On the positive side, the eclectic architecture makes for a unique skyline and English is widely spoken, which is often a surprise to many foreigners. In addition, although Malaysia is an Islamic country, many foreigners are again surprised to see the progressive and urban nature that pervades Kuala Lumpur. A moderate Muslim society that embraces modernity and relative openness is apparent.
Are these impressions likely to change?
Most foreigners will find Kuala Lumpur very easy to get around in and will enjoy exploring the numerous cultural enclaves within the city. Even though traffic patterns will eventually become familiar, some may never feel comfortable driving, while others will adapt. There is also the option to take the light rail system. Taxis are also plentiful and cheap.
Construction is on-going, so more modern high-rises can be expected.
What is the local language?
The official language of Malaysia is Bahasa Malaysia. However, English is widely spoken, written and understood in the city as a result of the British colonial history. Many rural areas may have fewer people who are able converse well in English, so knowing a few words in the local language is always appreciated by the residents.
How easily could I live in this city without knowing this language?
The majority of the shopkeepers and owners of food establishments speak and understand English, so Bahasa Malaysia is not really necessary. Most taxi drivers understand English, but when a driver with limited English is encountered, some local phrases/directions would be helpful to know.
What are good things to remember in order to avoid offending the other residents of this city?
Always take your shoes off when entering someone’s home. Do not point with your index finger.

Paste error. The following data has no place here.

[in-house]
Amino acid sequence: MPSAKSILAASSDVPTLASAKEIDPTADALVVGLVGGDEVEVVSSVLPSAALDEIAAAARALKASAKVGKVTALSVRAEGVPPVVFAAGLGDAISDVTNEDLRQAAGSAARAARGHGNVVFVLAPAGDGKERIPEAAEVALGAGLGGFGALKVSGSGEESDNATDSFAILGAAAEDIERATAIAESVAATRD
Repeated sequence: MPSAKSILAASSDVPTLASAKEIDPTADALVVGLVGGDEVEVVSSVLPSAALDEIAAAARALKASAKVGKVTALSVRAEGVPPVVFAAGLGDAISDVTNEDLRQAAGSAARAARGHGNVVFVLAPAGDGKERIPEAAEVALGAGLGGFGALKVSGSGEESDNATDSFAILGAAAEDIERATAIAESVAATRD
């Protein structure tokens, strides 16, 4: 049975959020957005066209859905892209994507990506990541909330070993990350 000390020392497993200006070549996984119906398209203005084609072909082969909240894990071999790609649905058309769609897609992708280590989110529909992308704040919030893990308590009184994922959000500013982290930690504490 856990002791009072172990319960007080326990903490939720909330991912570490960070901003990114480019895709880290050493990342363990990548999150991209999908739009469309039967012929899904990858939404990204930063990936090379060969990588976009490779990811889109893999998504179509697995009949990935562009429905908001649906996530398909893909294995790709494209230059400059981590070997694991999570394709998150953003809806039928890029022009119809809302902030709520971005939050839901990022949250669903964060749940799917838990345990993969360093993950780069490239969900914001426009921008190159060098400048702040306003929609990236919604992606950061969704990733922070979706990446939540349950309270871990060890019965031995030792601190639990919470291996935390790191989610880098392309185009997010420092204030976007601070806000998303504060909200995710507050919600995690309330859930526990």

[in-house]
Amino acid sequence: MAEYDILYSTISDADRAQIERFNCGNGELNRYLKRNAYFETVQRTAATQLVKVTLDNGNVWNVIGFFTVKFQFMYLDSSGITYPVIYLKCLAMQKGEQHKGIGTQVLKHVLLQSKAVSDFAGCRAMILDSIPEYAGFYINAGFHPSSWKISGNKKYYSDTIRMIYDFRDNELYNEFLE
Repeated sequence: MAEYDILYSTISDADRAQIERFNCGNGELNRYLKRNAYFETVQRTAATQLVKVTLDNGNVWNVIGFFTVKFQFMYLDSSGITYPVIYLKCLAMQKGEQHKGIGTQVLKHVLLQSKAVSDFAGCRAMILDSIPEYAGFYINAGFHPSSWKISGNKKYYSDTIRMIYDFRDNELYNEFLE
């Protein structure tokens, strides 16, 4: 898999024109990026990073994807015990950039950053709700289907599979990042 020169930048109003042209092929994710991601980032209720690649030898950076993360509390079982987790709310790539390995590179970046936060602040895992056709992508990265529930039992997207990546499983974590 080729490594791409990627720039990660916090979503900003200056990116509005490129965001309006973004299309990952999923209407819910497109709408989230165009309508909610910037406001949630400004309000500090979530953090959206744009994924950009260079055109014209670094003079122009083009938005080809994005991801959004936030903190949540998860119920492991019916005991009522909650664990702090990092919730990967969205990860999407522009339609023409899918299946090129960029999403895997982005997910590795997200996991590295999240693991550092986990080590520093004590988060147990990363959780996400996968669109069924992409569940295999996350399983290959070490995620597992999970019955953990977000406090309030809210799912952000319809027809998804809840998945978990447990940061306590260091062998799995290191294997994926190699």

Instead, use your thumb to indicate direction with your hand curled in a fist position. Also, do not raise your voice or get angry when trying to communicate with Malaysians.
How might the local weather affect my daily life?
The weather in Kuala Lumpur is generally hot and humid throughout the year, with temperatures ranging from about 27 degrees Celsius (about 80 degrees F) in the morning to about 32 degrees Celsius (almost 90 degrees F) during mid-day. Afternoon thunderstorms are common. Most offices and modern shopping malls are equipped with air conditioning, as are the apartments and houses that expats live in.
While walking or shopping on the streets of KL, light cotton clothing and a hat are recommended.
Is there anything else I should know about the overall character of your city or its people?
Living in Kuala Lumpur is fairly relaxed, as most residents are pretty laid back. So much so, that one cannot expect contractors, for example, to show up at any particular time unless specifically arranged beforehand. Even then, there can be lots of ambiguity as to what has been scheduled.
To many locals, their “yes” to you may mean “no” as they don’t like to disappoint. Instead, they will always give you some answer rather than the wrong answer. When interacting with Malaysians, be firm but friendly with requests, and don’t point out their mistakes.